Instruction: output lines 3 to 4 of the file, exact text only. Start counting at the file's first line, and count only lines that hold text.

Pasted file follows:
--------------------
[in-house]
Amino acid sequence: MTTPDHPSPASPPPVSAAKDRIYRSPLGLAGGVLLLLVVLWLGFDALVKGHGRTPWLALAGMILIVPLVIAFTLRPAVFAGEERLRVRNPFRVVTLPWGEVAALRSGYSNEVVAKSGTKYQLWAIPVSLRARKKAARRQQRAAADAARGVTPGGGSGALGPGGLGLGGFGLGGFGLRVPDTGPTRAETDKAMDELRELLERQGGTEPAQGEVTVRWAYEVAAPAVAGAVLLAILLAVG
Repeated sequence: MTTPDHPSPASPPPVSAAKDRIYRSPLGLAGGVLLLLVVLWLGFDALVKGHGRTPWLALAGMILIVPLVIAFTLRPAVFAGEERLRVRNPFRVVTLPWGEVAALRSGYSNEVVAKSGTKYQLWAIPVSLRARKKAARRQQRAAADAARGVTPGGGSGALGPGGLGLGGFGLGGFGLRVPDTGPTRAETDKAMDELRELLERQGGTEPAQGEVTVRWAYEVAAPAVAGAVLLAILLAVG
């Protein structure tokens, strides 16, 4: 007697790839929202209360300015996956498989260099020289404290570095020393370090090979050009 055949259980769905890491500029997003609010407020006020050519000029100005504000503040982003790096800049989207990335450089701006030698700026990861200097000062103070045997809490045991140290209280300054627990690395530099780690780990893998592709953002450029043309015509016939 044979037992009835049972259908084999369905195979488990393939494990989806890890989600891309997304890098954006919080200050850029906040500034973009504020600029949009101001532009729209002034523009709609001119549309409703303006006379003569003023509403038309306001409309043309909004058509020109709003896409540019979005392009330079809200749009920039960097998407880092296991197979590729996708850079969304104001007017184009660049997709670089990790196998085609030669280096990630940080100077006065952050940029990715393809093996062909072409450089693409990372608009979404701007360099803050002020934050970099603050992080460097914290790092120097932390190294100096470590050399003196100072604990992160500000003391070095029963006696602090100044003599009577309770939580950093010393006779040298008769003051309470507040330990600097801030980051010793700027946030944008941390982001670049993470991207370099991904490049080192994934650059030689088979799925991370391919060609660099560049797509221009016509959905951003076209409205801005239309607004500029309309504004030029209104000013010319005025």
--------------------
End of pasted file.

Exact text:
Repeated sequence: MTTPDHPSPASPPPVSAAKDRIYRSPLGLAGGVLLLLVVLWLGFDALVKGHGRTPWLALAGMILIVPLVIAFTLRPAVFAGEERLRVRNPFRVVTLPWGEVAALRSGYSNEVVAKSGTKYQLWAIPVSLRARKKAARRQQRAAADAARGVTPGGGSGALGPGGLGLGGFGLGGFGLRVPDTGPTRAETDKAMDELRELLERQGGTEPAQGEVTVRWAYEVAAPAVAGAVLLAILLAVG
């Protein structure tokens, strides 16, 4: 007697790839929202209360300015996956498989260099020289404290570095020393370090090979050009 055949259980769905890491500029997003609010407020006020050519000029100005504000503040982003790096800049989207990335450089701006030698700026990861200097000062103070045997809490045991140290209280300054627990690395530099780690780990893998592709953002450029043309015509016939 044979037992009835049972259908084999369905195979488990393939494990989806890890989600891309997304890098954006919080200050850029906040500034973009504020600029949009101001532009729209002034523009709609001119549309409703303006006379003569003023509403038309306001409309043309909004058509020109709003896409540019979005392009330079809200749009920039960097998407880092296991197979590729996708850079969304104001007017184009660049997709670089990790196998085609030669280096990630940080100077006065952050940029990715393809093996062909072409450089693409990372608009979404701007360099803050002020934050970099603050992080460097914290790092120097932390190294100096470590050399003196100072604990992160500000003391070095029963006696602090100044003599009577309770939580950093010393006779040298008769003051309470507040330990600097801030980051010793700027946030944008941390982001670049993470991207370099991904490049080192994934650059030689088979799925991370391919060609660099560049797509221009016509959905951003076209409205801005239309607004500029309309504004030029209104000013010319005025």